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Dry, drought-like conditions impacting growing season in the Valley

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Hot and dry conditions are scorching much of the province right now with very little rain in sight for the
near future. Many farmers across Manitoba, are beginning to get concerned for the future of their crops and livestock if the humid weather and lack of rain continues.
According to last week’s Manitoba Crop Report, the Northwest Region is seeing more crop stress and depleted levels of soil moisture due to the intense heat, thanks to temperatures ranging in the mid 30Cs.
Crops in the region are reporting bare patches, stunted growth and poor conditions overall. It’s reported that about 50 percent of canola crops are rated as good meanwhile the rest are falling into the fair to poor condition categories. Due to the dry conditions, canola files are patchy, shorter than normal, stagey and many fields have bare spots. 
So far, for local Valley farmer Darren Staples, who lives in the west side of the Valley, conditions seem to be a bit better thanks to some rain received in the area a couple of weeks back, but it won’t last for long
if more precipitation isn’t in the very near future forecast. 
“We’ve planted wheat, barley, canola and peas this year,” said Staples. “The crops are good for the most part.
The extreme heat from this past weekend isn’t going to be great for those flowering plants. They just can’t handle that kind of heat. We were fortunate enough to get some good rain showers a few weeks
back that may just get us through until the next bit of precipitation falls. 
“The one I am the most concerned with right now are the canola fields. It’s still flowering quite a bit and the petals can’t handle the extreme temperatures for that many days in a row. The soil conditions are fairly decent because of a few rainstorms we’ve received, so the moisture levels are good, but there’s
still not enough moisture to see us through. We definitely need some more rain. “It’s been a drier season
than normal,” noted Staples. “We’ve been seeing this the last couple of years and we’re gradually getting a little bit less each time. The last time I saw dry conditions of this scope was back in 2003 and 2004, it
was comparable to what we are experiencing currently.” In the southeast side of the Valley, conditions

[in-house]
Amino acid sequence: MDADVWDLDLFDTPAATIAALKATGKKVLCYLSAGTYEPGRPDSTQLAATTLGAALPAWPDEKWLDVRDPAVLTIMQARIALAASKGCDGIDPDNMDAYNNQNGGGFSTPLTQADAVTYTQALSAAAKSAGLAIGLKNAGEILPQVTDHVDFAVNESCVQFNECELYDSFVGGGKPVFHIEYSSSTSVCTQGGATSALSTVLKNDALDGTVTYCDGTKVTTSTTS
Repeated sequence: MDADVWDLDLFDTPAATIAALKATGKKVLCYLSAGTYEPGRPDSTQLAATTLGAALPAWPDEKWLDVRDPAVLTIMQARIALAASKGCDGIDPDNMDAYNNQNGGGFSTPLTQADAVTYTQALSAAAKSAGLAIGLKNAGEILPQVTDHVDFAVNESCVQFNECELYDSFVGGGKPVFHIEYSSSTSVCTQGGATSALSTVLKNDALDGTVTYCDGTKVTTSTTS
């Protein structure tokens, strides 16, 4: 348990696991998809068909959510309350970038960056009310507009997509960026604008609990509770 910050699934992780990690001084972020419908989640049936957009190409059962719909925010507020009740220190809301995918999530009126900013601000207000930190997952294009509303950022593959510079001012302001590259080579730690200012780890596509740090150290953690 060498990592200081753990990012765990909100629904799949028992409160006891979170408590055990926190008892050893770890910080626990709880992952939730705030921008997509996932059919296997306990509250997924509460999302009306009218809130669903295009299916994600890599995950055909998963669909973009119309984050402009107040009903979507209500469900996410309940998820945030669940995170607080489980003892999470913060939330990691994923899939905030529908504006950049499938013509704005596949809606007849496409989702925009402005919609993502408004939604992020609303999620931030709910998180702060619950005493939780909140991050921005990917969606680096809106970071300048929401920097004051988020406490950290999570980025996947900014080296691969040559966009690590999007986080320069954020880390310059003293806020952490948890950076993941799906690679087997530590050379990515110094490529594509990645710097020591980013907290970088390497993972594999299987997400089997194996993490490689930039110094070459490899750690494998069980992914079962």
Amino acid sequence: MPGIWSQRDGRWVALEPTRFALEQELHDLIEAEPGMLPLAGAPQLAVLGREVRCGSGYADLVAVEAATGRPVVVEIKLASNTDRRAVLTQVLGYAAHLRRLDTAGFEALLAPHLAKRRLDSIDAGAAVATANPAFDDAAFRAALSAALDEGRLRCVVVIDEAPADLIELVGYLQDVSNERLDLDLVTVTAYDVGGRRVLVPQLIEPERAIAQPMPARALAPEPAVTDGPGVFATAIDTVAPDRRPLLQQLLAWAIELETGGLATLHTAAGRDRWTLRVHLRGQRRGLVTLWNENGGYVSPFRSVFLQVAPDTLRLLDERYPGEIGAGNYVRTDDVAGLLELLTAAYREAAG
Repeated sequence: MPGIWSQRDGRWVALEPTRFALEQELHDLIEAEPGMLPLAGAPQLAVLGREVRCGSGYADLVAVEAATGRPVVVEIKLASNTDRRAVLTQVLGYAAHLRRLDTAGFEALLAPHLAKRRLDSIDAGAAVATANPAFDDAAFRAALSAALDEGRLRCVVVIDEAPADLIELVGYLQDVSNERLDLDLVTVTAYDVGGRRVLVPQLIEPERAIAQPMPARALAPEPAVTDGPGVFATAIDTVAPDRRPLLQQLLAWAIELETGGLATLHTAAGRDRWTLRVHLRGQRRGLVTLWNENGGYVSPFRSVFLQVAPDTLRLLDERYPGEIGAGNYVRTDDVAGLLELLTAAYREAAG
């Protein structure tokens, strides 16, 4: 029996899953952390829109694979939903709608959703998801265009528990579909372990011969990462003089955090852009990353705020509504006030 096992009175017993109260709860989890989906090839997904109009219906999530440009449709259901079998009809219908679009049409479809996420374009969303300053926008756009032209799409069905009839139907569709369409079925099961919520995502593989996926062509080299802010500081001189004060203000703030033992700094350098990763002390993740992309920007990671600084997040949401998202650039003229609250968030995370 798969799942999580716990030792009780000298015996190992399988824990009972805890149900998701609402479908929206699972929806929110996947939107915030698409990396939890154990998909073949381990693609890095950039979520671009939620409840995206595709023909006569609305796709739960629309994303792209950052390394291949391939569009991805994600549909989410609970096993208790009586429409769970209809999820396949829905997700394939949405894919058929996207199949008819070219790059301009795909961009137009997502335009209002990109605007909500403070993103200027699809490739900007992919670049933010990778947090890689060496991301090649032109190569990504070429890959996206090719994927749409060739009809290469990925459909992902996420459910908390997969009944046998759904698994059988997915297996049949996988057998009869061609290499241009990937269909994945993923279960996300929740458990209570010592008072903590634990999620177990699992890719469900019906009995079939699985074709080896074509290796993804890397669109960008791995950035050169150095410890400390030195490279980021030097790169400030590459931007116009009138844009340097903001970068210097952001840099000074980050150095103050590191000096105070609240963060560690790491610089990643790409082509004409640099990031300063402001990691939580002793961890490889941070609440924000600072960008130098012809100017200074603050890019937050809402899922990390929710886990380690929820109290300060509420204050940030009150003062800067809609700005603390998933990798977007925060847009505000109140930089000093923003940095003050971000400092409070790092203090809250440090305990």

are slightly worse, due to the lack of rain. The last rainstorm that hit the area bypassed the south and only fell in the western parts of the Valley. 
“Wheat in the western part of the Valley isn’t very good,” said Sean Baskier. “Some crops are holding on
meanwhile others were burnt off in the last round of the heatwave that we had. The canola out here looks better, but it too is thin, patchy, small pods, flowered too fast in the heat and is shorter than normal. A
good gauge of how the crops are doing is if you see farmers spraying fungicide. No one in our area is spraying fungicide right now. 
“In our area, we are working with significantly less rainfall than we have in the past. We didn’t get the rainfall that happened west of the Valley. I would say that rainfall gave at least six to seven inches of rain, meanwhile, in the area I live in, we had maybe three to three and half. Overall it’s been a wild year for
farmers from flea beetles to frost, cutworms to grasshoppers, high winds and a lack of rain. There’s not much Mother Nature hasn’t thrown at us this year.”
Farmer’s seed crops aren’t the only ones impacted from the heat. Many U-Pick berry farms are seeing a less fruitful year than normal due to the dry conditions. Some have had to shorten their season drastically meanwhile others just had to cancel it altogether. It’s been a brutal year for strawberries, but saskatoons
did fairly well, just many didn’t produce the normal volume for this time of year. “For our U-Pick portion
of our farm, we have had our saskatoons produce, but overall it’s been just too dry,” said Andy’s Toons
owner Brian Anderson. “We opened up for picking over a week ago. There are some berries for people to pick, but they are ripening so fast in this heat that they won’t last long. We’ve had a few people picking,
but I expect it will be done very soon due to the heat and lack of rain causing the saskatoons to dry up.”
Anderson not only has his U-Pick farm to worry about with these dry conditions, but also his bison herd to think about. The lack of moisture is impacting pasture conditions and hayfields, which is causing some cattle and bison farmers to look at relying on hay bales and feed a lot earlier this season.
“I have 200 bison and farm about 500 acres here in the south part of the Valley,” added Anderson. “I’ve been spraying for grasshoppers because they are trying to eat the pasture and crops. To my recollection,
I can’t recall it ever being that dry here. I’ve only received about four inches of rain since May and normally by now it would be around the 20 inches mark. “We still have some pasture for the bison, so
I am not turning to hay bales just yet, but I will have to start putting bales out sooner than I did last year. The earliest I have ever put out bales for the bison would have been in August, so this year it will
likely be sooner. Water supply is also a big concern too right now. So far I am ok with the water supply I’ve got in the dugout, but if that dries up, that will be another hurdle to overcome this season.”
The price of feed and hay bales have increased due to the poor growing conditions, which is posing an additional challenge to those needing it to feed animals due to the dry conditions. The lack of moisture has impacted so much this year when it comes to agriculture in general, one can only hope there’s some relief for farmers coming soon.